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A rabbi from Poland goes to America to lead a Jewish community. When he arrives in America he is hijacked and has to work his way across the country. On the way he meets up with a bank robber and they form a friendship, have many (mis)adventures including being captured by Indians. Written by
When the native Americans are manhandling Tommy at their village, one of the Indians is clearly wearing a gold wristwatch on an expanding metal strap. See it at 1:03:12 on the Region 1 DVD. See more »
[Avram pretends that he is a random cowboy, delivering the Torah to the Bender family as a favor to his friend the rabbi. Rosalie Bender thinks he's cute]
What do you want?
Um, well, I came to bring this thing here
[he pats the Torah]
for, eh, for Mr. Bender, iffen I got the right house, an' all.
You do. I'm his daughter.
Yeah, I know that.
[He remembers that he is not supposed to have seen her photograph before, much less carried it from Poland]
Oh! Oh, you're the daughter! You're the Bender ...
[...] See more »
Of course I'd have to be crazy to call _The Frisco Kid_ the best movie ever made, but it's certainly a strong contender for the flick I love the most (an opinion shared by my parents, brothers, cousins . . .). From the premise -- a Polish rabbi in the Wild West -- you'd expect a *spoof* a la _Blazing Saddles_, but in fact this is played absolutely straight, the comedy arising 100% from the believable human situations the characters are thrust into.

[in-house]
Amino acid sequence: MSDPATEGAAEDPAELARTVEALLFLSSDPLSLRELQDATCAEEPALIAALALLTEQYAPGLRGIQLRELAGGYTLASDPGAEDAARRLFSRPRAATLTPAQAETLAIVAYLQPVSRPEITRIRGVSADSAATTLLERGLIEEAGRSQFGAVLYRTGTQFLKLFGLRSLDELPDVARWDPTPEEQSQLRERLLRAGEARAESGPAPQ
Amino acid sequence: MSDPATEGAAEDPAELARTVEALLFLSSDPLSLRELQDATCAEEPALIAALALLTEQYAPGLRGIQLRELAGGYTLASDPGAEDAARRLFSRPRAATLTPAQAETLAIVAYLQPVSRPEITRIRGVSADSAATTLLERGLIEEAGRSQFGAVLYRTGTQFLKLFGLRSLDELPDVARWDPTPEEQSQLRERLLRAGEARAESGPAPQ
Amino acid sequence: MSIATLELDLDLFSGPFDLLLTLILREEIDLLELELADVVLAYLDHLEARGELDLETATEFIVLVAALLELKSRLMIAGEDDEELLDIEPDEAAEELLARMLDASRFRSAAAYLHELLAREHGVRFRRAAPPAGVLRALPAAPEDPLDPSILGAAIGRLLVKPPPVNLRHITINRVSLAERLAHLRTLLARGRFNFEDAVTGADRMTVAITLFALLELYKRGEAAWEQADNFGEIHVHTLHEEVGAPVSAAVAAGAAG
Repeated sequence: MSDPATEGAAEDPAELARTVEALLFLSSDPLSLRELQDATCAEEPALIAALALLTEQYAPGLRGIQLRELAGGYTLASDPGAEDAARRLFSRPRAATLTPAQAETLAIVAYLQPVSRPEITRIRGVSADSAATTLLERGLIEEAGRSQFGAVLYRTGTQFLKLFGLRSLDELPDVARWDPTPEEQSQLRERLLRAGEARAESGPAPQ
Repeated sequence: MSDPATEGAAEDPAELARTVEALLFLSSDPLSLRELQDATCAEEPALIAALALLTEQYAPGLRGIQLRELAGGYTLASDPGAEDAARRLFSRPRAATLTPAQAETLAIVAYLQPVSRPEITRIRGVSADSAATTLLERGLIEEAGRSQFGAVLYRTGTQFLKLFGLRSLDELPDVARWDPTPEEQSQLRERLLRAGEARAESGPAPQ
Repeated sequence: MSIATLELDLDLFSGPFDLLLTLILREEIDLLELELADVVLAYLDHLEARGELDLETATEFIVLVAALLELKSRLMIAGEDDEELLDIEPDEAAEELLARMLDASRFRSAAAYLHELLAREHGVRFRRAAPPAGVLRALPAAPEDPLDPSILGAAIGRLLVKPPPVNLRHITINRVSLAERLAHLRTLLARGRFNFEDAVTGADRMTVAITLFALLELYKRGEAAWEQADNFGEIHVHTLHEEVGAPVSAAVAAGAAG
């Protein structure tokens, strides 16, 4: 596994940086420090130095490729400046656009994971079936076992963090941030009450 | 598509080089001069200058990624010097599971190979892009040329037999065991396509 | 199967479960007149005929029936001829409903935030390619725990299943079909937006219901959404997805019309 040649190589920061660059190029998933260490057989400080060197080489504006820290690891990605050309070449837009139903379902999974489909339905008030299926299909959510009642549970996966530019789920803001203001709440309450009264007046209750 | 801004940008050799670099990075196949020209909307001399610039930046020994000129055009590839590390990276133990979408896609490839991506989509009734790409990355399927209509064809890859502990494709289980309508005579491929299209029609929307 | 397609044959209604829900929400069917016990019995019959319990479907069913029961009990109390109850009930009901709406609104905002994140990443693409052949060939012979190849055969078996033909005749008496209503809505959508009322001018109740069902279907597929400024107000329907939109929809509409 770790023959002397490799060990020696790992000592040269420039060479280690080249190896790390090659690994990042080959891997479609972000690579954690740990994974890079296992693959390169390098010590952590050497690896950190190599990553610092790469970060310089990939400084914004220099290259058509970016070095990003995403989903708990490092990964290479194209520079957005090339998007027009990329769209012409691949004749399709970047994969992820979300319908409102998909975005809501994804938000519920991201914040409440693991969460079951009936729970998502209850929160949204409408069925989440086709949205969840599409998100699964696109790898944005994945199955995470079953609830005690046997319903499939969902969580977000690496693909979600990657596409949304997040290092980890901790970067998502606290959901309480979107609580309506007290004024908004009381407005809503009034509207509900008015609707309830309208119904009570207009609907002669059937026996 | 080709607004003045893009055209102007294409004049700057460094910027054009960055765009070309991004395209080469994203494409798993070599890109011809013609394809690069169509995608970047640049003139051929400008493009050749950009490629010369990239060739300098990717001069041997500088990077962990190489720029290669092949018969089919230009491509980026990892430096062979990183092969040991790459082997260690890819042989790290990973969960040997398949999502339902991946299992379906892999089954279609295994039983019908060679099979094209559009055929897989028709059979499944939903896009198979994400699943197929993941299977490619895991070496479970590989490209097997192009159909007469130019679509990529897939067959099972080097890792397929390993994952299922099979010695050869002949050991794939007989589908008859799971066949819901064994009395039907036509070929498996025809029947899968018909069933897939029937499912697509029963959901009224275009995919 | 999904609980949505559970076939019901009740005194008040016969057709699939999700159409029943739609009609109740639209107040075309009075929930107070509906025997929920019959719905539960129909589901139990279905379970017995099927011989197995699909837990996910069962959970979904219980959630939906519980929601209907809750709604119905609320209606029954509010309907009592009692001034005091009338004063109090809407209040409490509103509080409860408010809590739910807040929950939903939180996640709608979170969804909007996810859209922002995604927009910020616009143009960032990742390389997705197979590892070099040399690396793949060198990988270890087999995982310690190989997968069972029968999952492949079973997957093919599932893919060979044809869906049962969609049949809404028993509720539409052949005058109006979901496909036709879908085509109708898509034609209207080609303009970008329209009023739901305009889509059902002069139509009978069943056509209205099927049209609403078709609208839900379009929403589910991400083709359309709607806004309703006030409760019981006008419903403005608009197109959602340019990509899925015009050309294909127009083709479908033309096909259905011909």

Because of this, the first third of the movie is much devoted to setting up what follows, and might strike the first-time viewer as a bit slow (actually, it's subtle and as deliciously re-watchable as the rest). Patience will be rewarded, though, because once the pieces are in place, and especially once our hero meets Harrison Ford's bank-robber with a heart of gold, there's just one indelibly great scene after another.
It's important to note that this is much, much more than a comedy. It's episodic, of course, but an early story element returns unexpectedly (more than once); you think you've been watching just an entertainment and you gradually realize there's a real (and genuinely moving) *point* to all this, as is rarely seen in movies this funny. Rabbi Avram Belinsky (played, of course, with pure magic by Gene Wilder) starts off the movie as a well-meaning schlemiel, someone as ineffectual as he is nice, and ends as a mensch, as a moral force to be reckoned with. (Typical and classic moment along the way: when he's forced to explain the nature of God to a bunch of Indians, he is downright Talmudic in his wisdom -- but the Talmud was never hysterically funny!) The final, genuinely dramatic scenes raise issues about faith, friendship, and personal identity and destiny that are downright profound (at least on repeated viewings) -- without ever missing a comedic beat. Extraordinary.
This is a movie that does for faith and friendship what "Manhattan" and "Tootsie" did for romance and gender roles. Can they please get this out on DVD while my folks are still around to enjoy it?
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